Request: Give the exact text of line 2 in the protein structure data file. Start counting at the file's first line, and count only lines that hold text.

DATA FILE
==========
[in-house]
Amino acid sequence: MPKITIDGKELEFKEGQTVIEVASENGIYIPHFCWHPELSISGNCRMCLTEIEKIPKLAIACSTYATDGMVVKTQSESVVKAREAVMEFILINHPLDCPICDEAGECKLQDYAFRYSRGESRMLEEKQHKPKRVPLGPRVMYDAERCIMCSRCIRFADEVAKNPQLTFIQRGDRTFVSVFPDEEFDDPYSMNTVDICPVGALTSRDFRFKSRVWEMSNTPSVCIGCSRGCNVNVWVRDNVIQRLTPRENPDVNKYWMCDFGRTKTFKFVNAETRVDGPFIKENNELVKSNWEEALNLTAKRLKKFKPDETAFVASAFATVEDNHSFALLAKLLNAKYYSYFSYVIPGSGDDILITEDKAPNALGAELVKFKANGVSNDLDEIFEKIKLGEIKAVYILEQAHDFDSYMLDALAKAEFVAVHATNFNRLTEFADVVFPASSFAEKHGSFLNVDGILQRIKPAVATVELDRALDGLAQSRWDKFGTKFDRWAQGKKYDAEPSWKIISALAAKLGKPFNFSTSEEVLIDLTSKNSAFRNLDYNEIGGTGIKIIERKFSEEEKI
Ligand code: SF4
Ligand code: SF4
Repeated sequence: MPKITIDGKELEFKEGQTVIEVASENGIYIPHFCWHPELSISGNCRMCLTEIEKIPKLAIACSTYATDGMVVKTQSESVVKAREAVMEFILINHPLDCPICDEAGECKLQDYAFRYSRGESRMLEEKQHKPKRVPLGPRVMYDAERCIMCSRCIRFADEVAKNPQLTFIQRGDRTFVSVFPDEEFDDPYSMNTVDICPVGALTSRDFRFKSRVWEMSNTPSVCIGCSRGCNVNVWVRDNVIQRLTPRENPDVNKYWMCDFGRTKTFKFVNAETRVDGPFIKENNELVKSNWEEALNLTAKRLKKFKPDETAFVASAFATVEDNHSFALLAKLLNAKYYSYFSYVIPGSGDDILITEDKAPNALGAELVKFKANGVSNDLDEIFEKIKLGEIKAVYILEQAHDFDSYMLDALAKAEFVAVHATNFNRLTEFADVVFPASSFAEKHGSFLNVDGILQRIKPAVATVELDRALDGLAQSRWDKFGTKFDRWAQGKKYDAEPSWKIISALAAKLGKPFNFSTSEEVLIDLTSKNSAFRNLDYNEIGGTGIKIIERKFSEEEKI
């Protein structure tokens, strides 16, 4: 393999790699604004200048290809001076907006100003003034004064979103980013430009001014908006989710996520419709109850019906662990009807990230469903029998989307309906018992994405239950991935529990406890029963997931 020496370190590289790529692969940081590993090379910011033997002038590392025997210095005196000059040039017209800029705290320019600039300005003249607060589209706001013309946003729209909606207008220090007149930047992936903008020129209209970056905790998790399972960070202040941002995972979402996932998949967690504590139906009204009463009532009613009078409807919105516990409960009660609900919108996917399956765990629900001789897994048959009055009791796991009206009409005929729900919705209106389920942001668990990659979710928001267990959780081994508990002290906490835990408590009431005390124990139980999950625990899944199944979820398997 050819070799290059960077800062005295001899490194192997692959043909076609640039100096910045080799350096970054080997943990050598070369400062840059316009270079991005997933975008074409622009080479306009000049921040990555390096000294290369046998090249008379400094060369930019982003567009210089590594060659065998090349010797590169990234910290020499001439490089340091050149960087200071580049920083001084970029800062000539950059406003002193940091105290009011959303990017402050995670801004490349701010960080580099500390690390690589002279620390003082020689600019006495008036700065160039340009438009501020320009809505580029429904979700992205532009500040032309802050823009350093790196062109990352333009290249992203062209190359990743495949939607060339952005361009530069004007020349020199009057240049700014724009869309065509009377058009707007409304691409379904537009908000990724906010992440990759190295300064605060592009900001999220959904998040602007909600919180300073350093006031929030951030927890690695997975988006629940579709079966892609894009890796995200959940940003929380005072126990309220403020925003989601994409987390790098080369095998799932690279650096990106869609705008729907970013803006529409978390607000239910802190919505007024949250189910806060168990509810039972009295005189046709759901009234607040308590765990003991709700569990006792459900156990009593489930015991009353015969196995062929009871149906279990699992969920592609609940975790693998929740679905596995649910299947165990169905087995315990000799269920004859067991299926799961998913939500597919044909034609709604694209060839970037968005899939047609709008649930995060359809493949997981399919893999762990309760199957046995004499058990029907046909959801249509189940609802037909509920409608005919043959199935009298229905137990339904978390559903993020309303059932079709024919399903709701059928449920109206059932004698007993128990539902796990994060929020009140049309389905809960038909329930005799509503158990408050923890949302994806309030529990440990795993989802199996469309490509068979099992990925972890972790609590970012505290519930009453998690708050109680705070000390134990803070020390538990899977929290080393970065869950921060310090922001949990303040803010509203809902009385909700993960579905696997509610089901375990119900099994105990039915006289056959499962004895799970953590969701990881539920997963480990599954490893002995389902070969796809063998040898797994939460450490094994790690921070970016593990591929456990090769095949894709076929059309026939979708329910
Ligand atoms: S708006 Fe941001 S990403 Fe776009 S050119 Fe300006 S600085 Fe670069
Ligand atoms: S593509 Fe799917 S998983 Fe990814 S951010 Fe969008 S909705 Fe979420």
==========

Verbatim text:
Amino acid sequence: MPKITIDGKELEFKEGQTVIEVASENGIYIPHFCWHPELSISGNCRMCLTEIEKIPKLAIACSTYATDGMVVKTQSESVVKAREAVMEFILINHPLDCPICDEAGECKLQDYAFRYSRGESRMLEEKQHKPKRVPLGPRVMYDAERCIMCSRCIRFADEVAKNPQLTFIQRGDRTFVSVFPDEEFDDPYSMNTVDICPVGALTSRDFRFKSRVWEMSNTPSVCIGCSRGCNVNVWVRDNVIQRLTPRENPDVNKYWMCDFGRTKTFKFVNAETRVDGPFIKENNELVKSNWEEALNLTAKRLKKFKPDETAFVASAFATVEDNHSFALLAKLLNAKYYSYFSYVIPGSGDDILITEDKAPNALGAELVKFKANGVSNDLDEIFEKIKLGEIKAVYILEQAHDFDSYMLDALAKAEFVAVHATNFNRLTEFADVVFPASSFAEKHGSFLNVDGILQRIKPAVATVELDRALDGLAQSRWDKFGTKFDRWAQGKKYDAEPSWKIISALAAKLGKPFNFSTSEEVLIDLTSKNSAFRNLDYNEIGGTGIKIIERKFSEEEKI